The cell phone reception was surprisingly good. "Daddy, I got a 96 on my pop quiz!" chimed Bentley, my 11-year-old daughter.
Although I was primed to give a positive response, she tossed in a comment for comparative measure ". . . and everybody else failed!" There was more glee than I cared for in the second clause, but I understood, and praise was more important at the moment.
"That's just fantastic!" I beamed while standing at my Dallas hotel window where'd I been learning about (what else) marketing. "How did you do so much better than everyone else?" The answer was surprising.
"I knew we were going to have it, so I had already studied." I could almost see her sweet little smiling face, straight through the phone.
Now, given the definition of a "pop quiz" this either seemed contradictory or my daughter was paying an inside informant. Another grade school security leak.
"Really, how did you know?" I asked.
Her response was instructional: "Because it was about time for one."
Wow. That's borderline clairvoyant. Is this the same way her mother knows when I haven't actually cleaned up the garage from my last four projects? No, this was just an 11-year old applying "predictive preparedness." Don't worry; I didn't give her the lecture you're about to get.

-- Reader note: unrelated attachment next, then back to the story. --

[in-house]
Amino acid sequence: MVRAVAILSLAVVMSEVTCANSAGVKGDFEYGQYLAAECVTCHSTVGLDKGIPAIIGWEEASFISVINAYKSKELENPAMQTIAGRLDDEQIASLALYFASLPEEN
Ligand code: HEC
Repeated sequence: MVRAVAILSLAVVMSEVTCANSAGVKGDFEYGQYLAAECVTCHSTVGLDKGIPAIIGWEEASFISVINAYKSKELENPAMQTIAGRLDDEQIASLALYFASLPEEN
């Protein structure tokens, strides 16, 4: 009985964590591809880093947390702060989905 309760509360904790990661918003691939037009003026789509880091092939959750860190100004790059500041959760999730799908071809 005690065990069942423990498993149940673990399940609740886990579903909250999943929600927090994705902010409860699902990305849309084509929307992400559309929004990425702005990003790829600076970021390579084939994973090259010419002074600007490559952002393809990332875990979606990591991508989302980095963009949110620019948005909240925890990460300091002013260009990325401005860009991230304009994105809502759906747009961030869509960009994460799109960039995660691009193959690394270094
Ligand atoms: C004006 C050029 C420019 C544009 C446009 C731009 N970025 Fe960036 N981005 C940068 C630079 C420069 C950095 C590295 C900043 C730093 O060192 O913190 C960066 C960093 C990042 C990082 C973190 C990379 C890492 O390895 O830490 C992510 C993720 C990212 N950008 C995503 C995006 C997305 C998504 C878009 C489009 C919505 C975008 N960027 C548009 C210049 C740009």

Time for the Overly Obvious
Okay, it's December. You know that by the cover date on the magazine, the calendar, and the fact that you are a smart person. You knew 12 months ago that Decembers occur with great regularity, act much like the previous ones, bringing roughly the same business challenges, and that the year would end with the month.
Yet I'd wager that you — like many of us — put off doing much about it ahead of time. You can pick any month if you want to feel similarly guilty. No matter what, don't feel alone. When I ask seminar attendees if they have a marketing plan, I get a disturbingly low show of hands (below 20%, if you're wondering).
The year-end just makes us look at this question harder. We want to plan for the upcoming year. This year we'll set goals. Do all that stuff we keep hearing about.
Yet we're riddled with indecision, confused at the choices, often assuming we can do it inhouse, while we're actually only rationalizing our eternal "busy-ness" and feeding our insatiable procrastination.
We see others pass us by, reinforcing the emptiness of intended betterment or the bitterness of resentment, your choice. Neither are that darn swell.
In the words of Robert Service, who had the perfect name for this business although he was a 1920s poet, "It's later than you think." Indeed it is.
It's about time. Time to do it. While ideas are great and intentions are superb, implementation is all that matters.
Oh, and lest you think I am some efficiency master with long to do lists neatly checked off, forget it. My desk would benefit greatly from a 3-hp leaf blower so I could just start over.
The Value of Time
They say time is money. Hogwash. Time is far more valuable. I can generally replace the money; it's the time I have a hard time reclaiming.